Armesto warns that roving bands of homosexualists are sowing seeds of paranoia all over the place. "The SAVE Dade crowd has been in everybody's face since they wanted to get this tacky amendment passed," Armesto maintains. "Because they're basically tacky people. They're tacky, tacky, tacky. And many homosexuals in this community feel that SAVE Dade is a group of tacky people who are promoting a tacky ordinance in order to exploit homosexual persons by promoting fear of discrimination where there is none and trying to shake them down for money."
That is the kind of Armesto-ite verbiage that doesn't surprise but still exasperates proponents of the sexual-orientation amendment. "We're tired of having to respond to these ridiculous, nonsensical accusations that only serve to divide us and only serve to underscore the negative components of our community," laments Jorge Mursuli, who is openly gay and was executive director of SAVE Dade when the ordinance was passed. (He is now Florida state director of the People for the American Way Foundation.) "Are they that interested about somebody else's personal life that they have to rally around it? It's one thing to rally around the defense of your life. It's another totally different thing to rally around an attack on somebody else's. What's the point? Get a grip."
Mursuli laughs at the shakedown accusation. "I don't know what he's talking about," he says. "If he means we've gone out and secured support from people who believe this ordinance is a good thing whether they're gay, straight, black, or white, the answer is yes, and people have willingly come forward and said this is important about the quality of life for everyone. The fact that he's resorting to these ludicrous verbal attacks is indicative of the fact that they have no argument. Where are the intelligent, educational points of view that would warrant some sort of authentic, credible attention to what he is saying? There are none. So they have to come up with these colorful, attention-getting, bizarre statements that frankly make everybody smirk rather than pay any serious attention to them. I guess to them it doesn't really matter as long as they get attention."
Ludicrous or not, there is a precedent for Take Back's drive to succeed. A 1977 referendum led by singer Anita Bryant and her Save Our Children organization overturned a similar Dade County ordinance protecting homosexuals against discrimination. That is one reason SAVE Dade is taking the matter very seriously, plotting media strategies and canvassing efforts. In recent weeks its volunteers have been knocking on doors in high-turnout precincts in West Miami, Hialeah, Coral Gables, and Kendall. According to SAVE Dade executive director Timothy Higdon, the organization's core belief is that "no one should be a victim of discrimination."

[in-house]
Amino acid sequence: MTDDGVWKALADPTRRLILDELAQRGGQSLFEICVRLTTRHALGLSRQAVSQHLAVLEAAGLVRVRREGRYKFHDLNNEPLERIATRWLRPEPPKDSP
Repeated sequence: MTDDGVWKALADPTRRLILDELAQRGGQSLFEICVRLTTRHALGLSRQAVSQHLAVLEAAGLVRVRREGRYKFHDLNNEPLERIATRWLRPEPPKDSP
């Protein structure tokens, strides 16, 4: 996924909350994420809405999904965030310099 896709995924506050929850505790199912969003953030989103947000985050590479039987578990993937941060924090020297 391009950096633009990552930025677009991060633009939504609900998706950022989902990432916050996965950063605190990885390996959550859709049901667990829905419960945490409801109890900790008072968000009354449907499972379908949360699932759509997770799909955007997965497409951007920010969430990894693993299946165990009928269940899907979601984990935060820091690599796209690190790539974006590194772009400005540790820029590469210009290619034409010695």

As the campaign heats up, political leaders across the county, especially Miami Mayor Manny Diaz and Miami-Dade Mayor Alex Penelas, will be faced with the vexing problem of just how to react to more volleys from Armesto. Vexing because those volleys could hit hard in their own back yard, the powerful voting bloc composed of elderly, religious Cuban Americans.
"When you establish sexual conduct as the basis of a right," Armesto fires off, "you are basically going against United States legal tradition and jurisprudence. And you're promoting bad public policy because in essence it opens the door for anybody -- sadomasochists, people who are pedophiliacs, people who practice incest, all these people -- to later come in through the door and say, 'I want my sexual conduct or orientation protected as well.'"
In Eladio José Armesto and his 65-year-old father Eladio Armesto-Garcia, Take Back does have some vulnerabilities, though. For example they know firsthand how easily the personal becomes political when one's platforms are based on moral supremacy.
Armesto-Garcia was part of the Cuban-American Republican tide that swept from Miami-Dade into the state legislature in the early Nineties. In 1992 the wooden-pallet vendor and former City of Miami Planning Advisory Board member decided to run for the Florida House District 117 seat. In the primary he defeated State Rep. Bruce Hoffman, then the only non-Hispanic Republican in the Miami-Dade delegation. With no Democratic challenger, Armesto-Garcia took the seat directly. He voted against keeping anti-abortion protesters away from clinics and for a restaurant tax to fund homeless programs in Miami-Dade. He sponsored the Free Cuba Act, which prohibited the state from conducting business with any foreign companies trading with Cuba.